A “tribute card” created by a client of JESPY House
August 21, 2008
Tina Turner is doing her signature dance in some recent concert footage, powerful and graceful as ever. Mick Jagger sings “Satisfaction” while strutting across the stage just as he did 40 years earlier. A documentary reveals legendary cartoonist Al Hirschfeld drawing until the day he died at age 99.
“They shouldn’t be doing that; they’re too old,” says one older client participating in a JESPY workshop on Successful Aging. It’s a common response from those who attend the program. They never imagined people in their 60s and older could still be that productive and doing what they loved to do, as Tina, Mick, and Al had done. With this in mind, JESPY House developed a workshop to show clients how to stay active and healthy as they grow older.
The creative and fun approach to JESPY’s aging curriculum offers important educational benefits.
JESPY House is a program for adults with learning and developmental disabilities who demonstrate the ability to live independently and gain competitive employment. It opened its doors in South Orange in 1978 with four clients and three staff members; 30 years later, JESPY has more than 80 staff members devoted to meeting the daily needs of more than 160 clients.
In January 2000, 35 clients were over 40, with two turning 50. Today, 45 are over 40, 20 over 50. Believing that clients should age in place whenever possible, the JESPY board of trustees voted to continue services until such time that medical or financial reasons necessitate making other arrangements.
JESPY began thinking about aging clients more than 12 years ago. What will they need? How will they get along with the younger clients? Will they require different services? To meet the anticipated needs, JESPY created a day program, allowing clients to remain productive and engaged when they retire. And, as expected, the biggest needs are health-related — more doctors, more medications, more tests.
Along with the general population, individuals with learning and developmental disabilities are living longer. A study by the MacArthur Foundation Research Network found that “successful aging is multidimensional, encompassing the avoidance of disease and disability, maintenance of high physical activity and cognitive function, and sustained engagement in social and productive activities.” Research has shown that successful aging is determined not only by genetics but by behavioral or lifestyle factors. JESPY House identifies the main components of successful aging as healthy eating, regular exercise, being with people, staying active, and seeing a doctor regularly.
In 2001, JESPY created How to Succeed in Aging — A Psychosocial Curriculum for Adults with Learning Disabilities, a 10-session workshop program designed to provide an environment that both reduces the risk of adverse events associated with aging and helps clients develop an increased sense of self-determination. It is essential that clients believe the course of their lives can by modified by individual changes that they can make and sustain.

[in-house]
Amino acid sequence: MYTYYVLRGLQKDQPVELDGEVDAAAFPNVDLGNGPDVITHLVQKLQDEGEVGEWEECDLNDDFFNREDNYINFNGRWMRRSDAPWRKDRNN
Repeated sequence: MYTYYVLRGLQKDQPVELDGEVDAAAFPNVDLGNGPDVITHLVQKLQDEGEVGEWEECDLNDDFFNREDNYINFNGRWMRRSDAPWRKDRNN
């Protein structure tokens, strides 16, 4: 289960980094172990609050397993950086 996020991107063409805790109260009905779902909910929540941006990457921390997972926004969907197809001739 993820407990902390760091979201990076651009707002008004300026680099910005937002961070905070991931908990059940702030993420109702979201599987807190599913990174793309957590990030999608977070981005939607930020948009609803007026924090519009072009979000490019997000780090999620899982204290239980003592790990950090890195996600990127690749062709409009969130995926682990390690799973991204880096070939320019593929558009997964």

Offered to clients over the age of 40, the curriculum was developed by an interdisciplinary staff of psychologists, teachers, and nurses. The workshops, which run a little over one hour, are designed to best capture the attention of the participants. Much use is made of visual aids (photographs and videos) and music as prompts and catalysts for discussion. Leaders are encouraged to keep the sessions interactive and use materials that will work best with their clients. Staff members guide the discussion with fairly concrete input so that the participants will have the best chance of grasping the ideas. Every session emphasizes the five aspects of successful aging.
The creative and fun approach to JESPY’s aging curriculum offers important educational benefits. The entertaining format is sufficiently structured to hold participants’ attention, yet workshop leaders are allowed flexibility to focus on the salient issues and interests that arise in the groups. Leaders facilitate peer interaction by encouraging conversation between participants and promote language skills through question-and-answer discussions that reinforce both receptive and expressive communication.
The workshops also address key aspects of the participants’ psychosocial development.
- New life skills are taught while previously learned skills are maintained.
- Positive social behavior is advocated and explicitly differentiated from unacceptable behavior.
- Self-care is enhanced by helping participants take increased responsibility for personal hygiene and grooming, household chores, exercise, healthy eating, and medical follow-up and compliance.
- Independence is fostered by teaching participants how to function more fully at home and in the community.
- A greater sense of competence can lead to the development of leadership skills (particularly in relation to younger individuals with learning disabilities).
- Finally, by providing a sense of togetherness with program staff and peers, the workshop experience bolsters emotional security and self-esteem as individuals see how much their lives matter and are worthy of efforts by themselves and others to bring about further growth.
The aim of all these efforts is to ensure that the clients of JESPY House will look forward to the possibilities of a productive and active future.
For more information about JESPY House and its Aging Curriculum, contact Lynn Kucher at 973-762-6909, ext. 313, or firstname.lastname@example.org.
Lynn Kucher is the executive director of JESPY House.